A statewide commission has rolled out its final recommendations to help improve working conditions for Missouri’s K-12 public school teachers. They are part of a statewide effort to get a grip of Missouri’s low teacher retention rate and teacher shortage.

The recommendations include:

•Investigating opportunities to expand apprenticeship and residency programs across Missouri to place more high-quality teacher candidates in classrooms

•Recruiting retired or former teachers to return in a support role

•Creating a master teaching certificate

•Assess whether any schools are using an advanced teaching roles model and, if so, develop a best practices document for statewide distribution

•Funding grants to make a model for an advanced teaching role

•Providing positive school culture and climate training for district leaders and school board members

•Using a leadership development system’s programming (Missouri Leadership Development System) to further support principals’ work to develop a positive school climate and culture, including effective student discipline

•Collecting additional data on the demographics of who is participating in the Missouri Leadership Development System to monitor and ensure that Missouri is producing and supporting high-quality school leaders across the state who are able to support a teacher workforce that reflects the demographics of the state’s student population

State Education Commissioner Margie Vandeven said the whole point is to recruit and retain more teachers – an in turn, help students.

“We call it the profession that develops all other professions,” said Vandeven. “When we talk about workforce development and the success of our children, we know that the teacher is very, very key to that. So, when we hear about teacher shortages and teachers who are wanting to leave the classroom due to high levels of stress, for example, that’s concerning to us.”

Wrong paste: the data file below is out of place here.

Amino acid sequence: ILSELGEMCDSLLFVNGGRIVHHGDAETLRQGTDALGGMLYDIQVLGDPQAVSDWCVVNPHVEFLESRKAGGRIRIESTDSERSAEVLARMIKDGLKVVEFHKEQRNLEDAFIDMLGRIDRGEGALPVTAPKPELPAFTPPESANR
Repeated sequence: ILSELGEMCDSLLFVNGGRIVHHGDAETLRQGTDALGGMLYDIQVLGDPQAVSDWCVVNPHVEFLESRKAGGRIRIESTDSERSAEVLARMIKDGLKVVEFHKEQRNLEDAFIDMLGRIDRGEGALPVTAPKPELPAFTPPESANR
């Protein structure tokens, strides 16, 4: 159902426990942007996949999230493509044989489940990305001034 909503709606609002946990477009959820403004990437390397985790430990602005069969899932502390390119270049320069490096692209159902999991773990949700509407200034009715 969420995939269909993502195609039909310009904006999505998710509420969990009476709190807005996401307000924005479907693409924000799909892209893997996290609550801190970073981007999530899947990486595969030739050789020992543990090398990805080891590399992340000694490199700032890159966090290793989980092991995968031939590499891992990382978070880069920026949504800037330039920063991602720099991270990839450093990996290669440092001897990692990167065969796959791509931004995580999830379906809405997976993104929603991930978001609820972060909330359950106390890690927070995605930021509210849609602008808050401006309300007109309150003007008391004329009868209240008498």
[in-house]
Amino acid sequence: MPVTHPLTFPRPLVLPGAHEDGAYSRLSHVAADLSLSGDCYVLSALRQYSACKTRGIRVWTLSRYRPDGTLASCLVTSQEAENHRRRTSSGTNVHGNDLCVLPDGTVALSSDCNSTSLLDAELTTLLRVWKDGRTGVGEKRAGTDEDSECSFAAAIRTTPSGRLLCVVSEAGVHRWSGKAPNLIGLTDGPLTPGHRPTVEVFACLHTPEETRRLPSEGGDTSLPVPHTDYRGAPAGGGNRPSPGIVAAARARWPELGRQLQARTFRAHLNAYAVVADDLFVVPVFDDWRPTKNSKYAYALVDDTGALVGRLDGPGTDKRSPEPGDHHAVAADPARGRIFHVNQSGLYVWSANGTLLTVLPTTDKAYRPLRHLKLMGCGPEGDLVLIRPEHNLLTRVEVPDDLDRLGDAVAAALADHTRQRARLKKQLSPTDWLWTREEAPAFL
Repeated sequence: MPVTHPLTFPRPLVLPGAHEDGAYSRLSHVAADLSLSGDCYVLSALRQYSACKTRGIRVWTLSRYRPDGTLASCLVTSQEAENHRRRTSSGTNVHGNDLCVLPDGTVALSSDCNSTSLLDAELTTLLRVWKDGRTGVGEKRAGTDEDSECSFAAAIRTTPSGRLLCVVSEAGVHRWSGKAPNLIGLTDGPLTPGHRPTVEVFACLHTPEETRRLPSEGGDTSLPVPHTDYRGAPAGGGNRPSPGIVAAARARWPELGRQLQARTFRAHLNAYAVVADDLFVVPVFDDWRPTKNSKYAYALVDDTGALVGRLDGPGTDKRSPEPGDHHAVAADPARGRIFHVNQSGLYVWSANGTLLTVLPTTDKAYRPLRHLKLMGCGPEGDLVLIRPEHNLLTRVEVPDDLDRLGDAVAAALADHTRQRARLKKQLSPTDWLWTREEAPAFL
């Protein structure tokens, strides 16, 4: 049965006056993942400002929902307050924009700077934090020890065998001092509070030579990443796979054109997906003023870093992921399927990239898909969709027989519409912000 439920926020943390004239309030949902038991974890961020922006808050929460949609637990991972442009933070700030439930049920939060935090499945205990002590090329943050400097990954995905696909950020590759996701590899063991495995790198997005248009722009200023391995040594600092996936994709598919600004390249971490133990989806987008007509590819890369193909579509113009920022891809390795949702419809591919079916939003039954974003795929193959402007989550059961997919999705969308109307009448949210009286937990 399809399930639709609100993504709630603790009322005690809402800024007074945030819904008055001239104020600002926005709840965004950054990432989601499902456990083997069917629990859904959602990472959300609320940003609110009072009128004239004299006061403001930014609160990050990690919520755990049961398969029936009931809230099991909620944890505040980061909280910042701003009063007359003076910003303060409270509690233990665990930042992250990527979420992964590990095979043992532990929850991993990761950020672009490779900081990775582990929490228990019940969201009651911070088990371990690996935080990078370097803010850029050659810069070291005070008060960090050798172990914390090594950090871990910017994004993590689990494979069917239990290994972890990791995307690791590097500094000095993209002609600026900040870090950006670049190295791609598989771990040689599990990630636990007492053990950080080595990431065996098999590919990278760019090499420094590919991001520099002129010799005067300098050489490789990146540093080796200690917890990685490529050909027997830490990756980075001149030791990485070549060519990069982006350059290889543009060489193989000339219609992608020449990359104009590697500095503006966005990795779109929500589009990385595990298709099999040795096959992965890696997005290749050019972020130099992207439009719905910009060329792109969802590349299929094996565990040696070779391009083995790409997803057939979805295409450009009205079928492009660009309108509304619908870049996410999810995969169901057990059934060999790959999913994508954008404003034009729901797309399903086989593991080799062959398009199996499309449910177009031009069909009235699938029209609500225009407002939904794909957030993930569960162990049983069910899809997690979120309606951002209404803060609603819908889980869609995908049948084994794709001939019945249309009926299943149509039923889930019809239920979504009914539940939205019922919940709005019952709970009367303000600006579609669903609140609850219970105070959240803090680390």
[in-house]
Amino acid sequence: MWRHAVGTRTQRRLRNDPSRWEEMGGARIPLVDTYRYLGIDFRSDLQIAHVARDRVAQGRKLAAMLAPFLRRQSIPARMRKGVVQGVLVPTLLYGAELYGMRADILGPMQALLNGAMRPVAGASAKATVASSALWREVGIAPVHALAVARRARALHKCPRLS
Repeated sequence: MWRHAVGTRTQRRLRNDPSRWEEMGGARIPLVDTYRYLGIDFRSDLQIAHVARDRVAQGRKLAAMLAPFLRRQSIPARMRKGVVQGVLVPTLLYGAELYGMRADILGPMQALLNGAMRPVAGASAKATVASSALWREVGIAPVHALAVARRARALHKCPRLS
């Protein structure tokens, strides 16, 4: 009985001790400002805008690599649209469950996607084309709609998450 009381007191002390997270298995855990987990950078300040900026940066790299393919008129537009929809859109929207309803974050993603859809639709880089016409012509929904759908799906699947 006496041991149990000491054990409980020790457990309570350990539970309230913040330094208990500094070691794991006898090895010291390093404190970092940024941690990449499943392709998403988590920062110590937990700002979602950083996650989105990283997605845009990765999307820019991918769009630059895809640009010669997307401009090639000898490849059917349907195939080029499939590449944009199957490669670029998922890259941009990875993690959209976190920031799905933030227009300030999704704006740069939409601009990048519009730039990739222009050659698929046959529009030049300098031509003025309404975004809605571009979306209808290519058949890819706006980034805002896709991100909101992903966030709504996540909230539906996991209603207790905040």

She said one focus is creating pathways to excel as classroom teachers.

“Right now, really the pathway to increased salaries or increased leadership roles takes them out of the classroom. So, how do we find pathways that will keep those really, really great teachers in the classrooms and appropriately compensate for them,” asked Vandeven.

Vandeven said finding ways for teachers to focus on teaching is important.

“How do we make sure that the teachers have appropriate time to do the important pre-work and post-work? I mean, we know that again, one of the greatest tools we can give to our students is effective feedback. If they don’t have time to examine the work or meet with individual students and give them that effective feedback, that’s a loss to the child,” said Vandeven.

According to Vandeven, the commission’s work focused on statewide levers.

“To the teachers who are reviewing this, they’re going to say, ‘Wow they missed this or they missed that,’ which that doesn’t mean that it wasn’t acknowledged or noted. It’s that we had to stay very focused on what it is that we can do at the statewide level. That doesn’t mean that we think those local levers are not important. They are really very, very important,” said Vandeven.

The Missouri Board of Education is expected to vote on the commission’s recommendations at its meeting next Tuesday. Once the board signs off on the plan, then the work begins on trying to deliver some of the changes through the Missouri Department of Elementary and Secondary Education, and others at the legislative level.

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